Fans connect with Star Wars for different reasons. Some love the story. Some love a certain character. Some love its lessons and themes. (And some love it for the exploding Death Stars and podraces and speeder bikes, which is totally fine.) Some love all of that, yet still connect with it through yet another way: a shared spirit of rebellion. Doing things their own way, thinking of alternatives, being creative. In a powerful new commercial by Target — which also celebrates the launch of Rogue One product and exclusives hitting Target on September 30 — four real-life fans hand-picked by the retailer show how they’ve incorporated that spirit and their love of Star Wars into their lives.
There’s Dan Zehr, a teacher who uses Star Wars to introduce the works of Shakespeare to a new generation; Jennifer Landa Busch, who made her wedding Star Wars-themed (complete with stormtroopers greeting guests at the ceremony); Amiyrah Martin, who takes inspiration from Star Wars in parenting her children; and Charley Burns, a nine-year-old female fan who “likes the characters that do their own thing…like me.” StarWars.com e-mailed with each to find out more.
When and why did you first decide to integrate Star Wars into your lessons, specifically Shakespeare?
The first lesson I ever taught was in a workshop class, and the lesson was to my fellow aspiring teachers. It was 2005, and Revenge of the Sith was fresh in my mind. As I watched the film, I was struck with how closely Anakin Skywalker’s fall fit beautifully with Shakespeare’s formula for a tragic hero. He is a prominent figure revered by other characters in the story, has special talents, a tragic flaw, and has a dramatic fall from grace.
So, it seemed like a natural fit to incorporate Episode III into a lesson on Shakespeare and tragic heroes. One of the keys to successful engagement is to meet students where they are at, and nothing does that quite like Star Wars. I also believe if you have passion for the material you are teaching, it comes to life for your classes.
Would you say that’s something you learned from Star Wars — to take a different approach to things?
I think that one of the more powerful things that Star Wars does is teach us that there are many different ways to approach a problem or situation. So often in life, you may feel limited in what you can do, or what you can accomplish. However, much like Luke, Ahsoka, Rey, or Finn learned, the different approach is the one that is more difficult, but much more rewarding.
So it’s not so much that Star Wars taught me to take a different approach (I credit my mom for that), but more that it helps reinforce this mantra.
As a teacher and father, has your view of Star Wars changed since you first became a fan?
Constantly, and always for the better. As a teacher, using Star Wars is invaluable, because I get so many different perspectives on concepts and motifs that I never would have thought about before, but my amazing students look at this galaxy in fascinating ways. We very much learn from each other. It’s also cool to see how students react to Star Wars. It adds even more energy.
Star Wars is reinvented every generation, and the genius of that is present in my household every day. In many ways, they reinvent my fandom through their fresh perspectives. One of the best things about Star Wars, however, are the many memories it has provided me, and as a father, the memories are even better, because I get to experience it with them. They love it in their own unique ways, and my memories with each of them through these experiences are more valuable than any collectible I could ever own.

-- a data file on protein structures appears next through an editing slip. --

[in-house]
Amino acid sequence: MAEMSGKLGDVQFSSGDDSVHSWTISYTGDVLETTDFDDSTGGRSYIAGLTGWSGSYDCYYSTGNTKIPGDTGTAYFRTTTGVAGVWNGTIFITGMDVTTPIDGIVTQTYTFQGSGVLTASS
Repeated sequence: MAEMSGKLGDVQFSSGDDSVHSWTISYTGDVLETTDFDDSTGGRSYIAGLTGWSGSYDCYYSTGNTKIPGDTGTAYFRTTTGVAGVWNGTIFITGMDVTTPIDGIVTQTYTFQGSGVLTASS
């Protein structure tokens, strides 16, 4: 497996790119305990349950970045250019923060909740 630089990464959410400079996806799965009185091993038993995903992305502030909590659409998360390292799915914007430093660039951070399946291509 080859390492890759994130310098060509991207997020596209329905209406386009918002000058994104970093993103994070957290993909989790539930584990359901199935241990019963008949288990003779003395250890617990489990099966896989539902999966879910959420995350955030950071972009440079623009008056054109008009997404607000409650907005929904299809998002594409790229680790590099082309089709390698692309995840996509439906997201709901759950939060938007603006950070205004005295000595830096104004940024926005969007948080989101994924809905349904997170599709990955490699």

How did it feel to be an X-wing pilot for a day?
Absolutely amazing! Putting on that flight suit is something I will never forget. I felt like I was a part of something I have loved since I was a little boy. Pure magic!
Jennifer Landa Busch
When and why did you decide to incorporate Star Wars into your wedding? And, more importantly, how did your parents react?
A few hours after we got engaged, we began talking about some of the details of the wedding. I suggested having a Star Wars-themed wedding. It only seemed natural because we are both Star Wars fans! Josh liked the idea but reminded me that not everyone attending the wedding might know what a Mon Calamari is. My mother’s initial reaction was, “You’re not going to have a Star Wars wedding, are you?!” In the end, we decided to incorporate our love for Star Wars in a way that would be fun for both fans and non-fans alike. Whether it was having tiny Ewoks in our terrarium centerpieces or having a glittery Millennium Falcon flying through a cluster of hydrangeas, we sprinkled our Star Wars fandom into as many details as possible.
My dad was immediately on board with the Star Wars theme. In fact, he dressed up as Darth Vader for the father/daughter dance. It was his idea and I was happily surprised when he showed up on the dance floor in an awesome Vader costume. We danced to Glenn Miller’s “String of Pearls” and that moment meant so much to me. The fact that my dad (who is kind of a shy man) cosplayed as Darth Vader showed me that he understands how important Star Wars is in my life.
Planning a normal wedding is crazy and stressful enough. How was it planning one with stormtroopers and Star Wars decorations and cake?
Josh and I love DIY and making things ourselves so planning the wedding was a big undertaking. Our venue was a blank canvas so we made most of the decorations and I made some personal details like my stormtrooper belt and our flower girls’ Princess Leia belts. It truly was a team effort and we couldn’t have done it without the help of our family, friends, and the venue coordinator. For me, having Stormtroopers as my escorts was the one detail I wanted to have for our special day. It was a dream come true and their appearance made for a dramatic entrance down the aisle!